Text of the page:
Clearview AI is once again drawing the ire of privacy advocates. The latest controversy kicked off after the publication of an extremely broad patent application for a system that would combine a facial recognition system with a web crawler.
For critics, the application is concerning because of its invasive nature, and because it suggests that Clearview is engaging in duplicitous business practices. The company filed the application in August of 2020, several months after it announced that it would stop doing business with private entities and focus only on government and law enforcement contracts.
The application indicates that the company remains focused on the private sector, and that it is still looking to pursue the same strategy that generated backlash in the first place. Clearview’s database includes more than 3 billion images scraped from social media sites like Facebook and Twitter, nearly all of which were gathered without consent and in violation of various terms of service. The new application would seem to extend that practice, and take it one step further to provide users with the identifying information of search subjects based on those results. The patent does not provide any details about how non-users could opt out of such a system.
“In a lot of these types of applications, you’ll see a lot about privacy, you’ll see a lot about consent — there’s nothing in there that I can see about that,” said Studebaker & Brackett attorney David J. Stein. “There’s only one very brief and tangential reference to [acknowledge] that maybe there can be privacy settings. And there’s just no detail about it whatsoever.”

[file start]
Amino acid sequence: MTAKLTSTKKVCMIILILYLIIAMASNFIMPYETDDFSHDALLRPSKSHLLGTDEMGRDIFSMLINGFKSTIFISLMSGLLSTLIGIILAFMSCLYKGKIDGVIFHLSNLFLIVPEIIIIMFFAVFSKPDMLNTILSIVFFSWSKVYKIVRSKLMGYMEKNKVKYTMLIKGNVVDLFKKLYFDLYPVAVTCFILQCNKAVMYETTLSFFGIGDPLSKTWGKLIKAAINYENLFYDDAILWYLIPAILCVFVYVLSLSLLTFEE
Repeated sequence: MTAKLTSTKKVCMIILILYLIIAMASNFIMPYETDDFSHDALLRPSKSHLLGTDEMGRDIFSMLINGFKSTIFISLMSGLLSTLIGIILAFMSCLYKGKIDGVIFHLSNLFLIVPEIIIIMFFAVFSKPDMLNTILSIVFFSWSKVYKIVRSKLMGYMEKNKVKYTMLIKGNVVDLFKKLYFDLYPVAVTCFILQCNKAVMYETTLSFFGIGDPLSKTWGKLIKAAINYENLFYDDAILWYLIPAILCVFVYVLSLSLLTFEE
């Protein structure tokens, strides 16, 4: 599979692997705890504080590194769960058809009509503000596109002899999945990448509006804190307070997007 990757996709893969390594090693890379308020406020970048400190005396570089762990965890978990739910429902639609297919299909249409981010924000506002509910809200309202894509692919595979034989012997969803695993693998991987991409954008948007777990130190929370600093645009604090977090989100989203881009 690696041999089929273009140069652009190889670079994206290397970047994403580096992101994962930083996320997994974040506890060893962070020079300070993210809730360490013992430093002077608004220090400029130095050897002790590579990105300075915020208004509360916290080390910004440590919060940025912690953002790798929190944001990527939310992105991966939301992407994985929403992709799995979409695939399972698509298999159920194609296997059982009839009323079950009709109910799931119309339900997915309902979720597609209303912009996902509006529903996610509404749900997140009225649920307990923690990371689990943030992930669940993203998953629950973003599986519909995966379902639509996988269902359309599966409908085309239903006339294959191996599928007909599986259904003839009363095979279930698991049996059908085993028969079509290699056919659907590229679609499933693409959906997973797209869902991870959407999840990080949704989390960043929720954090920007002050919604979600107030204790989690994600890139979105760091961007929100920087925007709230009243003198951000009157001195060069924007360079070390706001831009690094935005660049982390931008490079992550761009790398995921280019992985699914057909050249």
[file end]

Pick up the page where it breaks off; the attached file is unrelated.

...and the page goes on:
According to the patent, the new system would essentially serve as a face-based background check. Clearview claims that it would be able to determine whether someone is homeless or a drug addict, or even whether they have a mental illness, based on facial characteristics. The company believes that its solution could have applications in a wide variety of industries, from dating sites to real estate and retail. In the latter instances, companies could use the system to create and share watchlists of high-risk individuals.
Such a system raises obvious concerns about profiling and potential bias. The Council of Europe recently asked for a ban on facial recognition solutions that try to classify people based on factors like race, age, health, and religious affiliation.
Clearview, on the other hand, seems unconcerned with such issues. The company claimed that it has no plans to launch a commercial version of its product, but did not clarify why its new patent places such a strong emphasis on such applications. The company has provided services to private companies in the past, and listed Macy’s as a paying customer.
Source: Buzzfeed News
February 16, 2021 – by Eric Weiss